A report from the federal consumer financial regulator says the CARD Act has cut gotcha-type fees, but other problems continue, and need to be addressed
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“The CARD Act brought better protection and fairness to the marketplace, but we found there is more work to be done,” CFPB Director Richard Cordray said in a statement released in advance of an agency hearing on credit cards Wednesday in Chicago.
The agency’s concerns include:
- Add-on products. These include options such as identity theft monitoring and insurance-like programs that suspend your payments if you are ill or out of work. The agency, which has already announced enforcement actions against a number of major card issuers for deceptive marketing, said it “will continue to pursue deceptive practices in the market.”
- Fee-harvester cards. Although the CARD Act does not restrict fees charged before an account is opened, the bureau will monitor application fees to determine if it should take action under its regulatory rule-making authority. The CARD Act limited fees, other than penalty fees, to 25 percent of the credit limit during the first year after an account is opened.
- Deferred-interest cards. Financing programs that delay interest on big-ticket items for a limited time — called a trap by consumer groups — will be studied to determine their risks and benefits.
- Disclosures. Cardholders may be in the dark about the ins-and-outs of rewards programs, how the grace period on purchases works, and other issues.
The CFPB began a review of the CARD Act in December 2012, seeking input from the public about problems with credit cards. The agency also monitors trends in complaints that it takes directly from the public. If its review finds that card pitfalls are harming consumers, the agency can write regulations under its powerful rulemaking authority, stemming from the Dodd-Frank Act, and issue enforcement actions on card issuers. Alternatively, the agency could recommend that lawmakers address shortcomings in the CARD Act.
Kenneth Clayton, chief counsel for the American Bankers Association, said in a response that while the CARD Act has provided significant benefits for consumers, it has also reduced access to credit for less creditworthy borrowers. “Regulatory limits on banks’ ability to manage risk have created a roadblock for people who are new to credit or who have struggled in the past and want a second chance,” Clayton said. The agency should be sensitive to such unintended consequences as it considers future regulatory initiatives, he added.
Lauren Saunders, managing attorney of the Washington office of the National Consumer Law Center, said the No. 1 credit card problem was not on the CFPB’s list of concerns. “It is still too easy to get way over your head in credit card debt, and too hard to get out of it,” she said during the agency’s hearing.”I think we need a bigger minimum payment, and less marketing to people who are clearly in over their head.”
The Credit Card Accountability Responsibility and Disclosure Act was signed in May 2009 and took effect in 2010 and 2011. Its major provisions restricted fees and surprise interest rate hikes, and required lenders to consider card applicants’ ability to pay before issuing them credit.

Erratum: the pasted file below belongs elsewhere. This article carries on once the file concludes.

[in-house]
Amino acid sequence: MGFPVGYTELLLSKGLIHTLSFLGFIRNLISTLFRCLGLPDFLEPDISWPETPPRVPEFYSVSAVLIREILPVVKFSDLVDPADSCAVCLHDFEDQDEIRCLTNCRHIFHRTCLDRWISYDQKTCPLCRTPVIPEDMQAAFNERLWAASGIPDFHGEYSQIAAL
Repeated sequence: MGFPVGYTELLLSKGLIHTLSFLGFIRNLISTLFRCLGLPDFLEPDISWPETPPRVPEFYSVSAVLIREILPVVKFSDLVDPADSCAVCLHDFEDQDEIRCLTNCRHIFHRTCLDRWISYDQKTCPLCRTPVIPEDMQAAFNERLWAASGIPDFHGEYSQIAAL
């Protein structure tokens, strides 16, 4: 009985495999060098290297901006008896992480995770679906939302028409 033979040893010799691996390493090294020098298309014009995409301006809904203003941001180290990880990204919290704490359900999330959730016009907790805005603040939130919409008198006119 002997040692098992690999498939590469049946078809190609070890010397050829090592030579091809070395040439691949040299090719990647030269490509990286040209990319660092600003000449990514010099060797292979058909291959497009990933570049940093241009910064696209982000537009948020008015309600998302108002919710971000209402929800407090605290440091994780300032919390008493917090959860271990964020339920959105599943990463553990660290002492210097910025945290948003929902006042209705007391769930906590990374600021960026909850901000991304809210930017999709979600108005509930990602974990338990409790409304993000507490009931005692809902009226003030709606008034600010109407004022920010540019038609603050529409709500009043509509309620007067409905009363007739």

Report finds CARD Act savings
From the end of 2008 through the end of 2012, the cost of using credit cards — measured as a percentage of average balances — fell by about 2 percentage points on an annualized basis, the agency said in a report of the law’s results that was released with Cordray’s remarks. The result indicates a shift away from gotcha-type fees and rate hikes. The law “has impacted the way consumers pay for credit … and has significantly enhanced transparency for consumers,” the agency said.
The bureau’s report, based on analysis of de-identified accounts representing 85 percent to 90 percent of total card balances, found that:
- Over-limit fees, which averaged $34.80 in 2008, nearly disappeared as a cost to consumers, as the frequency of the fees dropped close to zero. Overall, this saved consumers an estimated $2.5 billion in 2012.
- Average late fees dropped from $33.08 in 2008 to $26.84 in 2012. The frequency of late fees fell also — they now hit 22 percent of all accounts, down from 26 percent in 2008. However, fewer subprime borrowers have cards following the recession, which may reduce the incidence of late fees.
- Annual fees rose somewhat, with subprime cards seeing the largest increases. The average rose from $32.48 in 2008 to $34.19 in 2012. The frequency of late fees rose from 3 percent of accounts before CARD Act implementation to 3.75 percent in 2012.
- Other fees such as for payment protection, balance transfers and cash advances rose on a per-account basis from $1.35 per quarter in 2008 to $1.75 per quarter in 2012. However, the number of accounts shrunk during this period, driving the per-account average higher.
- Interest rates on average account balances rose, climbing from 16.2 percent in early 2009 to 18.5 percent in mid-2010, after the CARD Act’s major provisions had taken effect. Subprime borrowers saw the smallest increases.
Access to credit fell in 2008 and 2009, particularly for subprime borrowers, but the impact of the recession is the likely culprit, the study said. In 2009, new account openings for general purpose cards plunged to 43 percent of their pre-recession level, then gradually rebounded, reaching 70 percent of the pre-recession level in 2012. Private label cards saw a less steep decline, and reached 91 percent of their pre-recession level by 2012.
“That credit is less available today than it was in 2007 is hardly surprising,” the report concluded.
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